Jul 14, 2022 - Politics

Latest Ohio bill would ban abortions from conception

Illustration of the Ohio State Capitol with lines radiating from it.
Illustration: Allie Carl/Axios

A Christian pastor serving in the Ohio House of Representatives is proposing to ban abortion from the moment of conception.

Why it matters: The proposal shows continued momentum toward stricter abortion laws in the wake of Roe v. Wade being overturned.

Details: House Bill 704, backed by eight Republican lawmakers, would recognize personhood from conception.

  • This would effectively ban abortion, with exceptions in cases where a mother's life is in danger.
  • Rep. Gary Click (R-Vickery), a pastor who occasionally gives the prayer before House sessions, said in a statement his "Personhood Act" is meant to protect the constitutional rights of the unborn.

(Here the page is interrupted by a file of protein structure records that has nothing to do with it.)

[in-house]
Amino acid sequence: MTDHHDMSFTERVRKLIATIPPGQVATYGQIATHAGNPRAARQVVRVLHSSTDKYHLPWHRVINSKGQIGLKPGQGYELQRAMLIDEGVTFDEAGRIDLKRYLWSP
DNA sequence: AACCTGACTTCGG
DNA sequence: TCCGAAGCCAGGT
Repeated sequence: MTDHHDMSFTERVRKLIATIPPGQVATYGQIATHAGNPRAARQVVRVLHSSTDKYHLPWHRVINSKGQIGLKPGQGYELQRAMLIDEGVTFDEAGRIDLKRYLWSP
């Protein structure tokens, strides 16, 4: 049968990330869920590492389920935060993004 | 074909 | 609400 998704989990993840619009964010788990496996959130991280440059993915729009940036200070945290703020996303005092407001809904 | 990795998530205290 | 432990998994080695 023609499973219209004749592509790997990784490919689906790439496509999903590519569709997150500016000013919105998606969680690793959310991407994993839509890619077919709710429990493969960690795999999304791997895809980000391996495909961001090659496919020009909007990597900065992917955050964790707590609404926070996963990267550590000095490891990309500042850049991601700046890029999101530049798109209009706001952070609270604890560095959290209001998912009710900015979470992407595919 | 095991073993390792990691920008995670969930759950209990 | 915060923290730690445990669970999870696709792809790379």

The other side: Opponents fear the vaguely-worded, 70-word bill would have broader consequences if enacted ā€” potentially limiting access to in-vitro fertilization and medications used to treat autoimmune diseases.

  • Thomas Burwinkel, a Cincinnati IVF specialist, told reporters last month that giving personhood to embryos could put fertility clinics at legal risk.
  • He questioned if a situation in which a malfunctioning liquid nitrogen tank destroys stored embryos could be considered an abortion.
  • There are reports of pharmacists in other states now withholding a drug used to treat cancer, arthritis and lupus because it can harm a fetus.

What they're saying: Kathryn Poe, a bone marrow transplant recipient from Columbus, is concerned the bill could disproportionately impact rare disease survivors ā€” who often face infertility ā€” and LGBTQ+ families.

  • "I have friends where IVF is their only option and only hope to conceive," Poe tells Axios.
  • "There's no way to possibly define 'personhood' that early in conception and not have it impact a lot of other unintended parts of someone's life."

The big picture: Other states have pushed for similar "personhood" legislation.

What's next: Progress on several abortion bills and other pending legislation will wait until Ohio lawmakers return in September from their summer break.

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